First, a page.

During this period, there was also a threat of Pakistani naval attacks and landings on the Gujarat coast. A Maritime Operations Room (MOR) was therefore set up in a selected classroom in Valsura, most effectively manned by Instructors Branch Officers. For feeding reliable data, young Officers from Valsura were deployed in various ports by previous arrangement with the Port Officers, viz., Sikka, Salaya, Dwarka, Porbandar, and Mangrol on the Gujarat coast, and Mandvi located across the Gulf of Kutch. Information regarding movement of ships and aircraft as well as any abnormal incidents was fed to the MOR through respective Port Officers. To maintain secrecy, a code was drawn up locally, and coded messages were used in telephone communications between the reporting centres and MOR.
The enthusiasm displayed by these outstation and MOR personnel was extraordinary. Various measures undertaken by Valsura to face the wartime situation worked smoothly, partly on account of excellent cooperation received from civil authorities in Jamnagar and Gujarat Port authorities. The Telephone Department also worked most efficiently, and communication between Valsura, local civil authorities, Western Naval Command and Naval Headquarters was never disrupted during the entire period.
Unfortunately, information provided by the civil authorities was not always correct. The most unforgettable event was on 15 September 1965, when the DM (Editor's note: DM means District Magistrate) reported the landing of a large contingent of Pakistani commandoes near Sikka, and advancing towards ATW. Lower decks were cleared, and in addition to DSC personnel, all sailors of PO and Ldg Qualifying courses were issued with rifles and deployed along Valsura's perimeter. Junior sailors were positioned at various observation posts. Officers and senior sailors were issued with arms and allocated key stations to guard. Ladies and children were brought together in selected buildings, which were guarded by Officers and Senior sailors. Suddenly, for the first time "Action Stations" existed at Valsura, but morale was high and every Officer and Sailor was determined to do his duty.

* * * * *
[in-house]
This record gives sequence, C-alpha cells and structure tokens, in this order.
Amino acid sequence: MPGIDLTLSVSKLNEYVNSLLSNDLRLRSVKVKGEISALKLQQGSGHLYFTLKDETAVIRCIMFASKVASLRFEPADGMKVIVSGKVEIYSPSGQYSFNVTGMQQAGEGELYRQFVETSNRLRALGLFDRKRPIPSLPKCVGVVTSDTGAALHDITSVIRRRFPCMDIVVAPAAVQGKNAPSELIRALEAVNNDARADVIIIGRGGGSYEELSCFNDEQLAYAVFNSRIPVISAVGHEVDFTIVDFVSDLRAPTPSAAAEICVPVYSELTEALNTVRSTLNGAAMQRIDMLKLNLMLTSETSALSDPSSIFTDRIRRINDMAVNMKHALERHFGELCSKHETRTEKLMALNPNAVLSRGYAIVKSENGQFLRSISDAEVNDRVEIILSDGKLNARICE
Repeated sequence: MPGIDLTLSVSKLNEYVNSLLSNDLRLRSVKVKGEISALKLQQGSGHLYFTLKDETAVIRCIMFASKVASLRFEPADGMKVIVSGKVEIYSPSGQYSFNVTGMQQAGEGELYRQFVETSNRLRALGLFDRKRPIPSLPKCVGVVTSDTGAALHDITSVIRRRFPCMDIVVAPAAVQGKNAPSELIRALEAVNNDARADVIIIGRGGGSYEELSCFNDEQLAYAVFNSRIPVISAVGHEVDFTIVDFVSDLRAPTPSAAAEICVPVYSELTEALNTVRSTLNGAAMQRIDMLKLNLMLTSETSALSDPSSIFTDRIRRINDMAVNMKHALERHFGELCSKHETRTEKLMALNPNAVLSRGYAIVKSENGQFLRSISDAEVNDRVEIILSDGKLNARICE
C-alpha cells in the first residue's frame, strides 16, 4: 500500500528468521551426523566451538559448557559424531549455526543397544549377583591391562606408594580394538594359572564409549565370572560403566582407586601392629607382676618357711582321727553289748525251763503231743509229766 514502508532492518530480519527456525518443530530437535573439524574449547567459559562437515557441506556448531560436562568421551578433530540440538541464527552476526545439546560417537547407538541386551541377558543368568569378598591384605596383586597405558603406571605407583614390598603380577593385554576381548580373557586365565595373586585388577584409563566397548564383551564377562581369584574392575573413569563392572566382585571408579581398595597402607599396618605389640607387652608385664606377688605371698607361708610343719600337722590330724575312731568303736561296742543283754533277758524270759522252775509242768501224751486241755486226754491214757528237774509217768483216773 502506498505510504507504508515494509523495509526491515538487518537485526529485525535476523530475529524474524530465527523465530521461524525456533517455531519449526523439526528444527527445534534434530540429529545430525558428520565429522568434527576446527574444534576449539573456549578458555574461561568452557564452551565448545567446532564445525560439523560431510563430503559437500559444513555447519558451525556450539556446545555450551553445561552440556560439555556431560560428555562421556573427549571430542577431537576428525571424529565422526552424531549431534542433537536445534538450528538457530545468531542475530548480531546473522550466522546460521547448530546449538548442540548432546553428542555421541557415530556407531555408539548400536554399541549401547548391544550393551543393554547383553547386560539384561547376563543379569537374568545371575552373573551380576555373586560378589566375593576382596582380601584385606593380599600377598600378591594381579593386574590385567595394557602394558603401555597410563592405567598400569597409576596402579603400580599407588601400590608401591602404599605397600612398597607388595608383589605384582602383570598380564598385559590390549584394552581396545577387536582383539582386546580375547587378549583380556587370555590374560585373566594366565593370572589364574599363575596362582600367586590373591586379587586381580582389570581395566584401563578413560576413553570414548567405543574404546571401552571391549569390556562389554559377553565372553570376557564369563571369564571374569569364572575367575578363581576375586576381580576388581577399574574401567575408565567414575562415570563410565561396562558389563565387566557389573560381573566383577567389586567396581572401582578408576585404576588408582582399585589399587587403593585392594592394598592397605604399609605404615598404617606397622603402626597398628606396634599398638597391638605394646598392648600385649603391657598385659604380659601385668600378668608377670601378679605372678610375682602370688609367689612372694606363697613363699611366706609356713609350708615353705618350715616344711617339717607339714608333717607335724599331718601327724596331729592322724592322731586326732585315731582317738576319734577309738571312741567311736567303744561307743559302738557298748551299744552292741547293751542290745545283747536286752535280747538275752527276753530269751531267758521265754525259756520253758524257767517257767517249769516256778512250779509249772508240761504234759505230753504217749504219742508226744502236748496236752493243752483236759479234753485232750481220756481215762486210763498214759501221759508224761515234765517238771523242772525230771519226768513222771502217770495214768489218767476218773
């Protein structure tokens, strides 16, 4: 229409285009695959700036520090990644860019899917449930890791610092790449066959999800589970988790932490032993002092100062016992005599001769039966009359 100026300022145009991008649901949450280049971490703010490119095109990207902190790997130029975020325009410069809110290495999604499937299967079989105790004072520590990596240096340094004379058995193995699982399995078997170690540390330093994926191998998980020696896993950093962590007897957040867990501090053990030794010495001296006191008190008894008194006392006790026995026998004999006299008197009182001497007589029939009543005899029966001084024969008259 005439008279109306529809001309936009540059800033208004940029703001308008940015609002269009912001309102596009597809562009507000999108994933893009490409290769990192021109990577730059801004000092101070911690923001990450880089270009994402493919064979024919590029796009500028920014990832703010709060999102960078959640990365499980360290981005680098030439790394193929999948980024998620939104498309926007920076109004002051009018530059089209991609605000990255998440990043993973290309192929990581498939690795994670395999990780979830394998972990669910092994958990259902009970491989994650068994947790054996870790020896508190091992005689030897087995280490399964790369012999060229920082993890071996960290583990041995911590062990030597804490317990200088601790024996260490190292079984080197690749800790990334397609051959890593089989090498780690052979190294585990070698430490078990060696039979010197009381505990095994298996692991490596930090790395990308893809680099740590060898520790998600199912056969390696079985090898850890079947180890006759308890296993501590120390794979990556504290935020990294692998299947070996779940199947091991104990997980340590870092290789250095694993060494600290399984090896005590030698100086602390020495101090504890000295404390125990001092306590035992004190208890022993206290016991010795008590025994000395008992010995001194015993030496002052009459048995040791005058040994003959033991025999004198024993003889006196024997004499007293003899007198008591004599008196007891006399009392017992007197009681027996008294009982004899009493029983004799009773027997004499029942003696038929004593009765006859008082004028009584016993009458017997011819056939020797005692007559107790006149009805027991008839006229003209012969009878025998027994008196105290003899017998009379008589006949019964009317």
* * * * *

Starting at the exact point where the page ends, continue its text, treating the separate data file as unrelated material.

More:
Apart from contacting the Jamnagar civil authorities again, the Port Officer at Sikka and the manager of the cement factory at Sikka were also contacted. Both confirmed reports of the Pakistani landing. However, to remove all doubts, I sent Lt Cdr Rawat (Editor's note: Lt Cdr means Lieutenant Commander, an Officer's rank in the Indian Navy), the First Lt. (Editor's note: First Lt means First Lieutenant, a designation for specific duties of an Officer in a Naval establishment), along with three selected sailors, to Sikka in a jeep to carry out a recce, with instructions to use the utmost restraint and to send a sitrep (Editor's note: Sitrep is an acronym used in military parlance for Situation Report, which is relayed by a scout team back to the base camp) as soon as possible.
When no message was received for some time, I called up the cement factory to find out the latest. The manager proudly informed me that the local police and home guards had intercepted four armed Pakistani infiltrators with fake Naval Identity cards, which had been confiscated and the "infiltrators" detained in the lockup. I had to explain to them that they were indeed my boys, and when Lt Cdr Rawat was brought in to talk to me, he explained the whole incident. Of course, they were released at once and returned early next morning without any evidence of the Pakistanis.
In addition, this information on infiltration had also been communicated to Rear Admiral David, Flag Officer, Bombay, who in turn informed Vice Admiral Soman, the Chief of Naval Staff. There was similar action from the Air Force Station as well. The response of Delhi was instantaneous. Before break of dawn, a Liberator bomber, full of Army Commandoes, armed with the latest weapons, landed in ATW, who for the first time did not feel themselves as defenceless as before.
The report of the Pakistani landing eventually turned out to be false. It seemed that a large number of men were trekking in darkness along the railway line from Sikka towards Jamnagar due to disruption of train services, and had been mistaken to be Pakistani infiltrators. This gross error by civil authorities was no doubt influenced by the prevailing threat of Pakistani landing at any time.
In any case, the 1965 Indo-Pak war gave the personnel of Valsura an opportunity to organize themselves, with limited resources of a training establishment, to face a wartime situation effectively. It will be borne out by all personnel stationed at Valsura at that time how boldly they had faced the task and how efficiently they had maintained all Radar and W/T equipment in optimum operational readiness. In spite of grave danger, the families had refused to leave Jamnagar and go to safer places. Valsura was a very large happy family to them and they would not part from it voluntarily.
© B C Chatterjee 2013